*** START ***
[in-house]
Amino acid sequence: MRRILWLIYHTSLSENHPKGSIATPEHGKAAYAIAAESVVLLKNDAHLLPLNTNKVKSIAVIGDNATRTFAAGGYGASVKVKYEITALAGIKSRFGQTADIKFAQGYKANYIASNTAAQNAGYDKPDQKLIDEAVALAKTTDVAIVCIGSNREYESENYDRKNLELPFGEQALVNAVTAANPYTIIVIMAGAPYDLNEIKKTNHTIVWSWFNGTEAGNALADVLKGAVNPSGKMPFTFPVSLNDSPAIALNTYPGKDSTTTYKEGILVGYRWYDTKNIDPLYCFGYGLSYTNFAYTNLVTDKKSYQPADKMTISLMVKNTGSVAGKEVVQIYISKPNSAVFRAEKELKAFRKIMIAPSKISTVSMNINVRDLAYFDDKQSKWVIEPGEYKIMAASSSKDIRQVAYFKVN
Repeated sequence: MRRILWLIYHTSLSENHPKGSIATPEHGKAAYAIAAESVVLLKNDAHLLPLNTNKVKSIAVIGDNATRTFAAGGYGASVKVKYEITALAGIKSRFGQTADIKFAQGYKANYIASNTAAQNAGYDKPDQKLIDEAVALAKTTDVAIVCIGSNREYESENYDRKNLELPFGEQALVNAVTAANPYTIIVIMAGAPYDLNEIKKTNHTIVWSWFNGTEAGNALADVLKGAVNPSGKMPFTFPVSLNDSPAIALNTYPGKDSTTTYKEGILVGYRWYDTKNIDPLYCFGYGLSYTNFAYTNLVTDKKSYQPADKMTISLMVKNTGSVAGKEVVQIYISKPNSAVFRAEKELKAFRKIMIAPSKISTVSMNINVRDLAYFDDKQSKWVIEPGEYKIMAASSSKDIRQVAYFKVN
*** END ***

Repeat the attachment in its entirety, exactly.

[in-house]
Amino acid sequence: MRRILWLIYHTSLSENHPKGSIATPEHGKAAYAIAAESVVLLKNDAHLLPLNTNKVKSIAVIGDNATRTFAAGGYGASVKVKYEITALAGIKSRFGQTADIKFAQGYKANYIASNTAAQNAGYDKPDQKLIDEAVALAKTTDVAIVCIGSNREYESENYDRKNLELPFGEQALVNAVTAANPYTIIVIMAGAPYDLNEIKKTNHTIVWSWFNGTEAGNALADVLKGAVNPSGKMPFTFPVSLNDSPAIALNTYPGKDSTTTYKEGILVGYRWYDTKNIDPLYCFGYGLSYTNFAYTNLVTDKKSYQPADKMTISLMVKNTGSVAGKEVVQIYISKPNSAVFRAEKELKAFRKIMIAPSKISTVSMNINVRDLAYFDDKQSKWVIEPGEYKIMAASSSKDIRQVAYFKVN
Repeated sequence: MRRILWLIYHTSLSENHPKGSIATPEHGKAAYAIAAESVVLLKNDAHLLPLNTNKVKSIAVIGDNATRTFAAGGYGASVKVKYEITALAGIKSRFGQTADIKFAQGYKANYIASNTAAQNAGYDKPDQKLIDEAVALAKTTDVAIVCIGSNREYESENYDRKNLELPFGEQALVNAVTAANPYTIIVIMAGAPYDLNEIKKTNHTIVWSWFNGTEAGNALADVLKGAVNPSGKMPFTFPVSLNDSPAIALNTYPGKDSTTTYKEGILVGYRWYDTKNIDPLYCFGYGLSYTNFAYTNLVTDKKSYQPADKMTISLMVKNTGSVAGKEVVQIYISKPNSAVFRAEKELKAFRKIMIAPSKISTVSMNINVRDLAYFDDKQSKWVIEPGEYKIMAASSSKDIRQVAYFKVN